Call it mass hysteria if you like, but Newcastle United are a team getting worse by the month.
Call it signs of progress if you like, but Steve Bruce's squad have not won for eight games, losing seven.
Call it a work in progress if you like, but the Geordies have scored just once in six games.
“Nice little cushion” from the relegation zone, you say?
Not for long, if the spiral of cluelessness on the ball, that reached a new low against Sheffield United, continues for much longer.
Steve Bruce used all these phrases in recent weeks.
Now he is fighting for his future as Newcastle boss.
Toon fans have largely given up on him. Few defend his record, and why would they given the alarming deterioration they witness game after miserable game.
If the pandemic hadn't locked us all up, and out of St James' Park, Bruce would be in untenable territory by now.
Instead games are played in silence, fan reaction confined to social media, adding layer upon layer of disconnection between the footballing operation and the anger festering in front on the TV.
There are big issues to answer.
The key question Mike Ashley asks is whether Bruce is showing the managerial skills, the tactical know-how, the cleverness, the drive, to keep Newcastle in the league?
That is now in doubt despite Bruce believing they have a comfortable gap above the bottom three.
Ashley is busy with his High Street empire. He's waiting to see if his lawyers can force the Premier League to let him sell the club to Saudi Arabia.
This is probably not the ideal moment for him to sack a manager. Or be able to attract an upgrade replacement, with no budget for transfers this month, and very little available come the summer.
We already know the answer to one key debate.
Bruce isn't the man to vastly improve this squad. He's Mike Ashley's safety first, experienced holding pattern as he tries to sell up.
Existing in the Premier League, however ugly, is the aim.
There's little evidence Bruce's regime is making players better.
He isn't polishing the team shape, making the squad more than the sum of its parts, or even picking the right XI or formation, especially at Bramall Lane.
Bruce has decades in the game and knows he's on dodgy ground.
“I will never walk away from a challenge,” he said on Tuesday night when asked if he had the answers to turn it around.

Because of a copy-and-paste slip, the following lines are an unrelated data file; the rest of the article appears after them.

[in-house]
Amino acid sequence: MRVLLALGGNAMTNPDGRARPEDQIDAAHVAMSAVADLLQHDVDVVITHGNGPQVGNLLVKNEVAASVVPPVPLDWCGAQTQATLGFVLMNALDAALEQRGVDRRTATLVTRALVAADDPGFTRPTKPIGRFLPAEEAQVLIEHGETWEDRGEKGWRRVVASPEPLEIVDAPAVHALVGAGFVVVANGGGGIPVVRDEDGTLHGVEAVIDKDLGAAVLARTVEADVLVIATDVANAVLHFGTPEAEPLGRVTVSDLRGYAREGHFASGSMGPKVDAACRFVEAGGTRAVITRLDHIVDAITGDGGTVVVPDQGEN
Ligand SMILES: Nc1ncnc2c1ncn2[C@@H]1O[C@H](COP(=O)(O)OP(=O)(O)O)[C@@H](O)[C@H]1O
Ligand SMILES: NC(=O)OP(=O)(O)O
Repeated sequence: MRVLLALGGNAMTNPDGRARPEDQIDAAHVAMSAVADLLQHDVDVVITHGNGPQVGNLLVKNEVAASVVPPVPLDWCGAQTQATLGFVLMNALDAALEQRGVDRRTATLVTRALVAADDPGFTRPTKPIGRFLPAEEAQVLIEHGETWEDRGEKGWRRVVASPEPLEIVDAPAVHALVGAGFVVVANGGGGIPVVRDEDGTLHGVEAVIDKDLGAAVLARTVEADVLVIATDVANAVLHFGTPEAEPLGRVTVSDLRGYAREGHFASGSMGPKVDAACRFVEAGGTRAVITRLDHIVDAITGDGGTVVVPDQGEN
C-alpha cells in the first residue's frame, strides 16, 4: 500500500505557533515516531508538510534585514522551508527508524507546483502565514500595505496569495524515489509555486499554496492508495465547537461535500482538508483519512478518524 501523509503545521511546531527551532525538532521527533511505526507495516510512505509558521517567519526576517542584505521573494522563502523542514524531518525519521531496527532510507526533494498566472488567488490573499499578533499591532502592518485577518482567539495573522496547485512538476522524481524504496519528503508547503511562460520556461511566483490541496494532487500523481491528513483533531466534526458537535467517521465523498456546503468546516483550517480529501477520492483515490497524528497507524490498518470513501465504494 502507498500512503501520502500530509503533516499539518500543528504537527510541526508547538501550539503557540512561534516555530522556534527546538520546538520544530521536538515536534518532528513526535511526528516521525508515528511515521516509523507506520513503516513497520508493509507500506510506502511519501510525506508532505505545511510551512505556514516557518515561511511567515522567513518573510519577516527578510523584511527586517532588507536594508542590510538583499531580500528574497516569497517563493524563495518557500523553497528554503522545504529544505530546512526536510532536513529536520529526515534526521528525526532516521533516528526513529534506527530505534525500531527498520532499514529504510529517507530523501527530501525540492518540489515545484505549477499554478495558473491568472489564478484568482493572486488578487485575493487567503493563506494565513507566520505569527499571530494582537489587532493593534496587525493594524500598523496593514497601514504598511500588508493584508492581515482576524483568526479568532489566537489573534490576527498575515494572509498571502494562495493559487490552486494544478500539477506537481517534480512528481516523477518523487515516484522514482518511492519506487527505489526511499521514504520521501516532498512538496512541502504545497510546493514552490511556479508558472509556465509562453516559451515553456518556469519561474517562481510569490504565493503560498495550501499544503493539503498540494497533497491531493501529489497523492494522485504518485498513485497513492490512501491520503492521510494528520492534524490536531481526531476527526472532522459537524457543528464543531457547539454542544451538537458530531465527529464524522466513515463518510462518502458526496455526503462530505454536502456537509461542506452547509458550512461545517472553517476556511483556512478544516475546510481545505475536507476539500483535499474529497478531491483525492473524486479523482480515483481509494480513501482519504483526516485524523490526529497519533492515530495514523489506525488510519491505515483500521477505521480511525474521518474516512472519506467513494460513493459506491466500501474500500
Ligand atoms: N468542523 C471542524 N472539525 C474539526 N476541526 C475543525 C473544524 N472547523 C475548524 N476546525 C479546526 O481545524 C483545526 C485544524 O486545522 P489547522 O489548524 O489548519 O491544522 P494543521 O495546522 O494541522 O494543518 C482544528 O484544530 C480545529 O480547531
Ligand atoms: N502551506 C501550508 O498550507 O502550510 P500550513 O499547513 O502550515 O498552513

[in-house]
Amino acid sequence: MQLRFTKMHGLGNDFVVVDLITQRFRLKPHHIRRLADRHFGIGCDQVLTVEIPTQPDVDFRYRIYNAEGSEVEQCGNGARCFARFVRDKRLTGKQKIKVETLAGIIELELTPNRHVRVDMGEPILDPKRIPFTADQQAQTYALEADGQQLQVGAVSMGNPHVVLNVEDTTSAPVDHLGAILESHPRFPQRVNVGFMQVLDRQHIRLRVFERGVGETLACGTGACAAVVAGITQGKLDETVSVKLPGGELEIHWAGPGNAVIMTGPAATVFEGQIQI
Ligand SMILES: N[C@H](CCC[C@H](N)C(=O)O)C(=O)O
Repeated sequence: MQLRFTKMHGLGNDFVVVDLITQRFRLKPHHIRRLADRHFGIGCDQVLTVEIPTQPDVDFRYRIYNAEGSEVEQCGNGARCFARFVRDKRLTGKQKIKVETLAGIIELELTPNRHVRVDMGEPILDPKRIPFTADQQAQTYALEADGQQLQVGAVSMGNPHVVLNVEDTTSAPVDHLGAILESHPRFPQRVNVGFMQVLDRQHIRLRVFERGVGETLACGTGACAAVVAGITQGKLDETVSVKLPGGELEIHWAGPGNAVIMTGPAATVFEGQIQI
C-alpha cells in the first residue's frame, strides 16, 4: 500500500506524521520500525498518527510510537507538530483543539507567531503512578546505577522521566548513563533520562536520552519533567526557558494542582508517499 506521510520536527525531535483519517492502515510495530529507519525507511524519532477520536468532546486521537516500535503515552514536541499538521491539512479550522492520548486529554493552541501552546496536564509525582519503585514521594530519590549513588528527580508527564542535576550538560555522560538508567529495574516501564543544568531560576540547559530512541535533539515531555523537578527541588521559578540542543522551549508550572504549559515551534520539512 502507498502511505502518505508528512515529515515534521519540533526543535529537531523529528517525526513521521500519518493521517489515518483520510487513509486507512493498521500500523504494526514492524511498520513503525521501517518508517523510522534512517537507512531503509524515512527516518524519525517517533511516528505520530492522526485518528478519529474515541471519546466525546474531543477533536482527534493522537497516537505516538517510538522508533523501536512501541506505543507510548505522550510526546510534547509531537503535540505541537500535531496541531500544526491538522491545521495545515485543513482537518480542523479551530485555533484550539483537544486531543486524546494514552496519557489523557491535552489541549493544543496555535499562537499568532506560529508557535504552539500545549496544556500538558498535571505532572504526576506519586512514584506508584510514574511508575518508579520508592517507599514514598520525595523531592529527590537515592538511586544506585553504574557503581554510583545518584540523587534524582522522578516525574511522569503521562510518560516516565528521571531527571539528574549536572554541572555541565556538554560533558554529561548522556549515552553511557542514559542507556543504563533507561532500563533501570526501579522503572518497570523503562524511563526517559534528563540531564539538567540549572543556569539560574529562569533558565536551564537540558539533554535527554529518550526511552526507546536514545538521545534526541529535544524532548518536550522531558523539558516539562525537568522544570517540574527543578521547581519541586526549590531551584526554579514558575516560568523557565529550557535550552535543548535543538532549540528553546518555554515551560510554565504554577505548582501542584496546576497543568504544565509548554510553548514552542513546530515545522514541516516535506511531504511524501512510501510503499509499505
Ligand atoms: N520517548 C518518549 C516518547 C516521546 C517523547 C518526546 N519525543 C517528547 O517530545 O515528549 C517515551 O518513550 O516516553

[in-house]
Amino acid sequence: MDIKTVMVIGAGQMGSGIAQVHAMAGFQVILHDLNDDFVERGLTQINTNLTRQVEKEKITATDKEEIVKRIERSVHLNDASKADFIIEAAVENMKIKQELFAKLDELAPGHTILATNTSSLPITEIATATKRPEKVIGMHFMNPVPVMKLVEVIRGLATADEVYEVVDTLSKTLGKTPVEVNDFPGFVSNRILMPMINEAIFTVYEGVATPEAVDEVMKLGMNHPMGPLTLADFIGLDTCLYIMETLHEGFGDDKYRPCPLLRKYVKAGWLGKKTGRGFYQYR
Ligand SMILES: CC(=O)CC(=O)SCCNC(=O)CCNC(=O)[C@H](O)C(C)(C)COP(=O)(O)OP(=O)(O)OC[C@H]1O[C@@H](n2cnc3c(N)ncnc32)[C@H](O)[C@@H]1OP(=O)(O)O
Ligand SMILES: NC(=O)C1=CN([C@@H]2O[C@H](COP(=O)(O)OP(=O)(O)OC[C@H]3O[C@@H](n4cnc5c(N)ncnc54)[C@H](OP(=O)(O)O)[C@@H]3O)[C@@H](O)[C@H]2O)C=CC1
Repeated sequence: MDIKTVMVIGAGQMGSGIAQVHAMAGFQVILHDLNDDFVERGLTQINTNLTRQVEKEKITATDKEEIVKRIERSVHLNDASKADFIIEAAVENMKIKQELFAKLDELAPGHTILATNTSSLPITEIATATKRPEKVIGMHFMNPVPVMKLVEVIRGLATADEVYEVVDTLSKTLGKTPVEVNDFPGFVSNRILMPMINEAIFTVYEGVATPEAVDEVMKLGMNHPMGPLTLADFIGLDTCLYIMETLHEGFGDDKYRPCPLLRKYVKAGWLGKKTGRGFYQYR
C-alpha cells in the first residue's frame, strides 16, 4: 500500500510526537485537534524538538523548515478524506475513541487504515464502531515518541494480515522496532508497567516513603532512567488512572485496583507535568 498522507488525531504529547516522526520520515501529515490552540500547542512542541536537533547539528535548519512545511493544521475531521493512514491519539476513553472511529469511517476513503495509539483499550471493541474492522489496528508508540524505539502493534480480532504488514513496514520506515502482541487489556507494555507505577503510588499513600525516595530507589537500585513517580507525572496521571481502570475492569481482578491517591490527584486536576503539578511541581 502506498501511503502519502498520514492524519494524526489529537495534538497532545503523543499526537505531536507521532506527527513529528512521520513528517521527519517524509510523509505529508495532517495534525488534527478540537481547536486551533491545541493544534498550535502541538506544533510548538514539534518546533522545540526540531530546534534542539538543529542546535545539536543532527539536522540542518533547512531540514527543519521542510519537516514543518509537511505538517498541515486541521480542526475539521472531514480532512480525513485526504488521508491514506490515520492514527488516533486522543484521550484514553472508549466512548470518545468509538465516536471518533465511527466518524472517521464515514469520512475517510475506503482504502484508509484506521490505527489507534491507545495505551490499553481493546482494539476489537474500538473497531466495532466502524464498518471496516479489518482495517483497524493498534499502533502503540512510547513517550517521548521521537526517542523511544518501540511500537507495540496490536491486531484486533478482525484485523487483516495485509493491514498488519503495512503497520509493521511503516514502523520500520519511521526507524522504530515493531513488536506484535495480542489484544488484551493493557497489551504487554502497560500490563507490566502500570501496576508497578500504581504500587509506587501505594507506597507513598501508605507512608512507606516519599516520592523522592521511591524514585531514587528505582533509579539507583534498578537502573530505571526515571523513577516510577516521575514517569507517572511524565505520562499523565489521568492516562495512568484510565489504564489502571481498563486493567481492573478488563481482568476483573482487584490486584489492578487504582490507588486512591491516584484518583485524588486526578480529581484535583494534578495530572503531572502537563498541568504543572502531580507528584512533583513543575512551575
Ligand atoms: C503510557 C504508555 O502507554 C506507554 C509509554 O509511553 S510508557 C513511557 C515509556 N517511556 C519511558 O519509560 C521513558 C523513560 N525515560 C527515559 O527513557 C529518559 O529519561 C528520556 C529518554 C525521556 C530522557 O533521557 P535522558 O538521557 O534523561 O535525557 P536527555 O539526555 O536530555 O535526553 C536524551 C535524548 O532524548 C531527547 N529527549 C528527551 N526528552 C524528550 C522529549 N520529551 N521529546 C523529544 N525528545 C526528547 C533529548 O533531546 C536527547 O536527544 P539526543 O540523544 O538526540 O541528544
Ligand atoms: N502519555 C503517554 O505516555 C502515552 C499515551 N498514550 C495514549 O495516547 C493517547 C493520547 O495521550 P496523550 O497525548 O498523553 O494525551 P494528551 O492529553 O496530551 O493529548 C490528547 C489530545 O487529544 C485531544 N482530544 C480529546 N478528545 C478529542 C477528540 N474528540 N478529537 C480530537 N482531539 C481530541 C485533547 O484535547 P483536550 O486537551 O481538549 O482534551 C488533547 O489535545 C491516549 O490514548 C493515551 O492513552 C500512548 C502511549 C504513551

“I understand that especially in the first half we were not good enough and I take responsibility for that. First half was arguably the poorest we have played for a long time, no disputing that.
“In the Premier League in the bottom half of the league unfortunately you can have a run like this. We want it to end. We had a decent start with points on the board.
"We knew the Christmas period would be difficult.”
The specifics of the Sheffield United defeat are damning.
Why pick a back five against the league's lowest scorers? Why leave out £60million of strikers in Joelinton and Miguel Amiron, even if they have been poor?
Bruce said Sean Longstaff and Ryan Fraser were playing as “false No.10s.” False indeed.
Fraser may as well have flicked his two fingers at Bruce and his team mates with his stupidity in getting sent off.
Bruce hints that he will stick with three centre backs.
In his defence, Even Rafa Benitez, when he was manager, didn't believe the current crop had enough pace to play in a two, and there are greater problems going forward than at the back.
The biggest gripe is when they have the ball.
Building attacks, keeping the ball, relieving the pressure with the passing, seems beyond them in their current set up.
Bruce's side are bottom, or near to bottom, of the Premier League metrics for a host of stats. Passing, creating chances, having shots.
Asked if he would stay in charge, Bruce says: “You are asking the wrong one.”
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